Rapid adaptability and innovation have set organizations apart during the stresses of 2020. Organizations like Walmart, Target, Best Buy, and Home Depot have capitalized on innovative digital shopping and delivery methods to meet the public’s needs and demands. In addition to operational adaptations, these stores have also reinvested in their employees to generate a better trained, multi-task capable, front-line workforce able to meet the increased consumer demands in 2020.
Looking back on this unprecedented year of challenge and instability, organizations able to adapt and innovate at every level have not only achieved stability but have capitalized on new opportunities. What enables some organizations to adapt, innovate, and grow this quickly while others shutter their windows, recede, and contract? A culture of trust. Some of the greatest organizations succeed not because they have the largest operating budgets or cutting-edge technology; rather, it is because leadership cultivates transparency, information sharing, and trust. Organizations lacking cultural trust focus on compliance, fail to communicate and listen, and often avoid conflict—all characteristics counter-productive to success in any competitive environment.
So, how do you generate cultural trust? This process takes some time to permeate throughout the organization, but it starts with the modeled behavior of listening. Leaders who engage in dialogue by asking questions and listening to members of their organization create transparency and buy-in. This two-way communication enables idea-sharing, encourages creativity, and generates innovative tools for greater organizational effectiveness and change. Employees who feel their leaders listen become more committed and motivated to achieve the organization’s purpose. They realize that they are actually part-owners of organizational successes or failures. Finally, employees who believe their leaders listen to their employees benefit from a sense of respect and dignity, which comes from being heard and recognized as an essential teammate.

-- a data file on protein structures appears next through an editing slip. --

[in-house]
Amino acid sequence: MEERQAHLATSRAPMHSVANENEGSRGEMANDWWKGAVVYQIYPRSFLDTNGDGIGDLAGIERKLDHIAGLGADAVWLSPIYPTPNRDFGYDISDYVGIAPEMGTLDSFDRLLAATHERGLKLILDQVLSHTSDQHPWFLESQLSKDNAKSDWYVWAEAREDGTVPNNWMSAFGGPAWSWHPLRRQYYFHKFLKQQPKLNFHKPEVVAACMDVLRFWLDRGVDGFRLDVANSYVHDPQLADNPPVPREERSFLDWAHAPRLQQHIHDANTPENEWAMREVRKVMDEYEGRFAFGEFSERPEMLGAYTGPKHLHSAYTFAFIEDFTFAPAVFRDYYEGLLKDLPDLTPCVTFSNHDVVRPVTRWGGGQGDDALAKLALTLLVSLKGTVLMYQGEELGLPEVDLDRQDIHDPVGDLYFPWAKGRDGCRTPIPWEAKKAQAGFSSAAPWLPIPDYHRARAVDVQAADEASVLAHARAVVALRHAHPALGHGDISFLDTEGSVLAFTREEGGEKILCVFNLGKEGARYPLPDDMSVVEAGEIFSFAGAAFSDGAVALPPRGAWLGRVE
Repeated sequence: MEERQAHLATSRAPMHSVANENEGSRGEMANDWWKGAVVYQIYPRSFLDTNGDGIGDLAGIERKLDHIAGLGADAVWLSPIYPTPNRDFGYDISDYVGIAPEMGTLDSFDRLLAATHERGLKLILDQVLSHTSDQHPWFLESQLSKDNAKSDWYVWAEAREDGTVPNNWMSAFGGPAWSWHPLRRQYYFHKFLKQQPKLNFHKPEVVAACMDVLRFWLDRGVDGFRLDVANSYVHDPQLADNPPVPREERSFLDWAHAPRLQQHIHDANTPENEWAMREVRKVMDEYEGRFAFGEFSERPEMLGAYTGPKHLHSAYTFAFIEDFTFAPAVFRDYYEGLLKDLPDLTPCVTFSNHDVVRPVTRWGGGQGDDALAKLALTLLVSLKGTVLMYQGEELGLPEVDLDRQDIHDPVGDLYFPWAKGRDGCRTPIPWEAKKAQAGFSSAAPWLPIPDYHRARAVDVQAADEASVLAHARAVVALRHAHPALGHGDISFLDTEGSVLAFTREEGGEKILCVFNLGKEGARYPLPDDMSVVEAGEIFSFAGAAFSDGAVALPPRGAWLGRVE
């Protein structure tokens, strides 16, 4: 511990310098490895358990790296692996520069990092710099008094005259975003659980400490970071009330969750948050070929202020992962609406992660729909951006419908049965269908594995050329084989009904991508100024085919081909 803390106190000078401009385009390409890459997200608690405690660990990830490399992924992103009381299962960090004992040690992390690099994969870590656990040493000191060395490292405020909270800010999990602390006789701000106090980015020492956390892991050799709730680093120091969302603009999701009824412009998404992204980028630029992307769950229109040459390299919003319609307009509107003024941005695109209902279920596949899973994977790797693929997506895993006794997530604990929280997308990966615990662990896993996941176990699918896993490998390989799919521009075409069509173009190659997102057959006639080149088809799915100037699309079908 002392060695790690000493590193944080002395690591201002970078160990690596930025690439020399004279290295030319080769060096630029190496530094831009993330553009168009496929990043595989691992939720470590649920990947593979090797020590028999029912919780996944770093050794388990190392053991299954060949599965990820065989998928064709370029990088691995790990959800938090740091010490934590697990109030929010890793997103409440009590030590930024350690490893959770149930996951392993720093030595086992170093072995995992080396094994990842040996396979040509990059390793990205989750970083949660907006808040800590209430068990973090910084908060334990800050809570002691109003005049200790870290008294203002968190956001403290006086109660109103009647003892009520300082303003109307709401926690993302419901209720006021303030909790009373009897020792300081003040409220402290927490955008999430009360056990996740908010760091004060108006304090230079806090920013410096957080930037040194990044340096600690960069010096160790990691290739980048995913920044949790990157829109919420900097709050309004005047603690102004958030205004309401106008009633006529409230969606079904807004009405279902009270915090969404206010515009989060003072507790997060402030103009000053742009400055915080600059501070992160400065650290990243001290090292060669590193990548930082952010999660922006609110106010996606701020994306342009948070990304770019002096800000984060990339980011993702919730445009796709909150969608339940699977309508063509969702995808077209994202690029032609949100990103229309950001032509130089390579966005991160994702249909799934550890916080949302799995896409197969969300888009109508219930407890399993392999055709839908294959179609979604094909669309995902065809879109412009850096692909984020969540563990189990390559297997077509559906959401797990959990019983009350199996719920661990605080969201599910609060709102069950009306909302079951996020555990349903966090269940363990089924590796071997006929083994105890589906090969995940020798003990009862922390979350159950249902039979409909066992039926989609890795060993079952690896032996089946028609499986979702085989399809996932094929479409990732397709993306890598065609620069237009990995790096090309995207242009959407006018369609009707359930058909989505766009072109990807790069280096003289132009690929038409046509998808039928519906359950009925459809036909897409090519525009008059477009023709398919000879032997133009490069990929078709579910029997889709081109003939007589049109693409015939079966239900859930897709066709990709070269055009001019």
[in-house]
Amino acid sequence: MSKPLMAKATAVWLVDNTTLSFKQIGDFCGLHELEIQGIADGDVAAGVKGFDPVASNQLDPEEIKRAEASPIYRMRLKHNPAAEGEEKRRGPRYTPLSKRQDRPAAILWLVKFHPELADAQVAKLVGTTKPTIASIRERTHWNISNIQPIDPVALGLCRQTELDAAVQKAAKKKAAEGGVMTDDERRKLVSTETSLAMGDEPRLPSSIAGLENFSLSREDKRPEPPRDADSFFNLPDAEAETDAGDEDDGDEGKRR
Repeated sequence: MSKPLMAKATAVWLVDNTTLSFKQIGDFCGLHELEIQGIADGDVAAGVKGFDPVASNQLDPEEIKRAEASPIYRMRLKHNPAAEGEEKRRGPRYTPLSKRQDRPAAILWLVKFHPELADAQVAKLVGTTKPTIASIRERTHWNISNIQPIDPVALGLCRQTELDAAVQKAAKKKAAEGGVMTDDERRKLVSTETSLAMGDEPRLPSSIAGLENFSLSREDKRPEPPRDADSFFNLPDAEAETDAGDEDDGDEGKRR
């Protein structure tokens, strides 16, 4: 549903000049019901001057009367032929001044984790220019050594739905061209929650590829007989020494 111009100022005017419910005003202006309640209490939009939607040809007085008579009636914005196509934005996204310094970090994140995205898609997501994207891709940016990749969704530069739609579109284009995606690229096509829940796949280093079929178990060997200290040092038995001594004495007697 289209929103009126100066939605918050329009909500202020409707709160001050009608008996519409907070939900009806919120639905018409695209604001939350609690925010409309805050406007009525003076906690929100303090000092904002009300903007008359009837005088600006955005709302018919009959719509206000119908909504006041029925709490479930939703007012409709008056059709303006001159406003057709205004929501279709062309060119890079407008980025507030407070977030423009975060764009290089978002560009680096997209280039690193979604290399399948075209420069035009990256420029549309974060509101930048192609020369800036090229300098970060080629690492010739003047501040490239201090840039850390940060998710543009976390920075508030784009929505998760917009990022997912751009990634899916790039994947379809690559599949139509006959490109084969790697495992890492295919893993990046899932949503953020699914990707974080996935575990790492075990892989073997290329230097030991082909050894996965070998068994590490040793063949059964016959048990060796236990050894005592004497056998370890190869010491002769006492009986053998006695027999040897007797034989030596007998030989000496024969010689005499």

Trust is also only possible when failure is identified as a natural occurrence necessary for learning, adapting, and subsequent growth. When an organization learns, it develops better habits, more efficient systems, and a more skilled workforce. Learning organizations are more resilient and able to navigate crises as we’ve faced in 2020. We’ve witnessed several companies learn from failures to force adaptation and capitalize on new growth opportunities, leading to full recovery from setbacks during the first quarter of 2020.
It is amazing to watch organizational growth come from failure when
- Lessons are captured in full transparency,
- Those lessons drive understanding and organizational adaptation, and
- Companies accelerate out of a setback to achieve new growth or seize an opportunity.
Leaders must be willing to take risks and underwrite the inevitable failures to learn, grow, and get better.
When the 2020 dust settles, we will look back and take note of the organizations that emerged victorious despite the challenges. These organizations will have succeeded because of great leaders who trusted employees to make decisions, take risks, learn from mistakes, and adapt. They have established organizational cultures where transparency, idea-sharing, and trustworthiness have propagated great results in a crisis.